The two sailors drove an armored white sport-utility vehicle some 60 miles and ended up in Charkh, the southernmost district of Logar. The sailors could have used such a vehicle to make trips within Kabul. But security procedures intended to protect against insurgent attacks require a convoy of multiple armored vehicles when traveling to Charkh District.

“They should not have been in a single-vehicle movement,” said Breasseale, the NATO spokesman.

Taliban spokesman Zabiullah Mujahid, in a Sunday interview with The Associated Press, said one American was killed and the second captured during a brief gunfight as the two sailors drove through the village of Dasht. He did not mention Taliban demands.

“We are going to talk about that later,” he said.

International forces found the sailor’s vehicle riddled with bullets. McNeley’s body was found in the same area.

McNeley, a noncommissioned officer and the father of two sons, was scheduled to return to Colorado in August, according to a family member, Jim Kerr, who spoke with The Denver Post.

The search has been carried out both on the ground and in the air. In fliers distributed in Logar province, the U.S. military has offered a $20,000 reward for information leading to the missing sailor’s return.

The disappearance of one sailor and death of a second is more bad news in a difficult summer for international forces in Afghanistan, as the combined June and July casualty rate has reached the highest of any two-month period of the war. While much of the fighting is concentrated in southern Afghanistan, the Taliban insurgency has spread to some provinces near Kabul, with the Charkh District of Logar harboring an active insurgency.

Although Afghanistan is a landlocked country, some 6,500 Navy personnel serve there with medical, administrative, construction, combat or other skills that help support the NATO military campaign. Many of these Navy personnel deploy as individuals or in small groups to help the Army, Marines or other international forces that have a larger presence.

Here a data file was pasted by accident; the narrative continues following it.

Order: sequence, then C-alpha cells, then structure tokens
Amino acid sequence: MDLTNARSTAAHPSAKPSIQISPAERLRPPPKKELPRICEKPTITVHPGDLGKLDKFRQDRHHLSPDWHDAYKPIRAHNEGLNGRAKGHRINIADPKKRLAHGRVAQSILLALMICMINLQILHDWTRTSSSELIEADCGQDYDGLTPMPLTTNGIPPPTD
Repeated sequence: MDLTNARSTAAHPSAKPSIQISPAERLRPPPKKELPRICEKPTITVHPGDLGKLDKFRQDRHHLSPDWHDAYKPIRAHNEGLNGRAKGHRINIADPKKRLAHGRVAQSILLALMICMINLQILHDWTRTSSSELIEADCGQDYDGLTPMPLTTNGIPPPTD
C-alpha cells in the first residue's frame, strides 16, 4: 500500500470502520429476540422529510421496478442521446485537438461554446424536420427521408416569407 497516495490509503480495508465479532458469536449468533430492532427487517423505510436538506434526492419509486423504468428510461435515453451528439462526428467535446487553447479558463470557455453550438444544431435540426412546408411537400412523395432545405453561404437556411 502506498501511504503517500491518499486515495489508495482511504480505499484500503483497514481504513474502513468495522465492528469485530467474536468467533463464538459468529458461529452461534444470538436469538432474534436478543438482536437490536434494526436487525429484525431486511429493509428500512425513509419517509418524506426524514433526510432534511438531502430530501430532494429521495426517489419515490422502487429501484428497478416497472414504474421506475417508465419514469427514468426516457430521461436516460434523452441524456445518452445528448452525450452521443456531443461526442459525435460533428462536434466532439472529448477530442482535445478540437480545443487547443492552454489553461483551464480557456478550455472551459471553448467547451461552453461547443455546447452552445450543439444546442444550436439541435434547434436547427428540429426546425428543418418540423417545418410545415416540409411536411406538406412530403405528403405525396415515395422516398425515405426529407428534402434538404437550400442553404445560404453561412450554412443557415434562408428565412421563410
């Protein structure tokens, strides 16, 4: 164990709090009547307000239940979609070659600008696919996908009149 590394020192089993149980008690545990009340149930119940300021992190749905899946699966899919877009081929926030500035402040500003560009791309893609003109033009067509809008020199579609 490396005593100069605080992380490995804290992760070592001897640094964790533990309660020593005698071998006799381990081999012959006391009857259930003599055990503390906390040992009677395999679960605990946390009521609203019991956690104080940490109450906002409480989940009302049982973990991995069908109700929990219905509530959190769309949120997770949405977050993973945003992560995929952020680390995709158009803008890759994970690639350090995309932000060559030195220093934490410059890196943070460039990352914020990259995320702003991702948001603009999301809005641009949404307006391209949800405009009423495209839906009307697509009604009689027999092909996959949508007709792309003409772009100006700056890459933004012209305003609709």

“We have been closely following the situation from the outset,” said Adm. Gary Roughead, chief of naval operations. “Forces on the ground in Afghanistan are doing everything they can to locate and safely return our missing shipmates.”

The Afghanistan war has claimed the lives of more than 1,200 U.S. service personnel. But prisoner-taking has been a rare event.

One U.S. servicemember known to be in Taliban captivity is Spc. Bowe Bergdahl, of Hailey, Idaho, who disappeared June 30, 2009, in Paktika province. He has appeared on videos posted on Taliban websites confirming his captivity.

Bergdahl’s captivity has passed the one-year mark, and a friend — University of Washington student Sabine Parrish — would like to see more attention focused on his plight.

“It is very difficult,” Parrish said. “His family is really heartbroken and want him back. And we, his circle of friends, want him back. We miss him.”

Seattle Times reporters Steve Miletich and Nick Perry and researchers Mikoyo Wolf and David Turim, McClatchy Newspapers and The Associated Press contributed to this report. Hal Bernton: 206-464-2581 or hbernton@seattletimes.com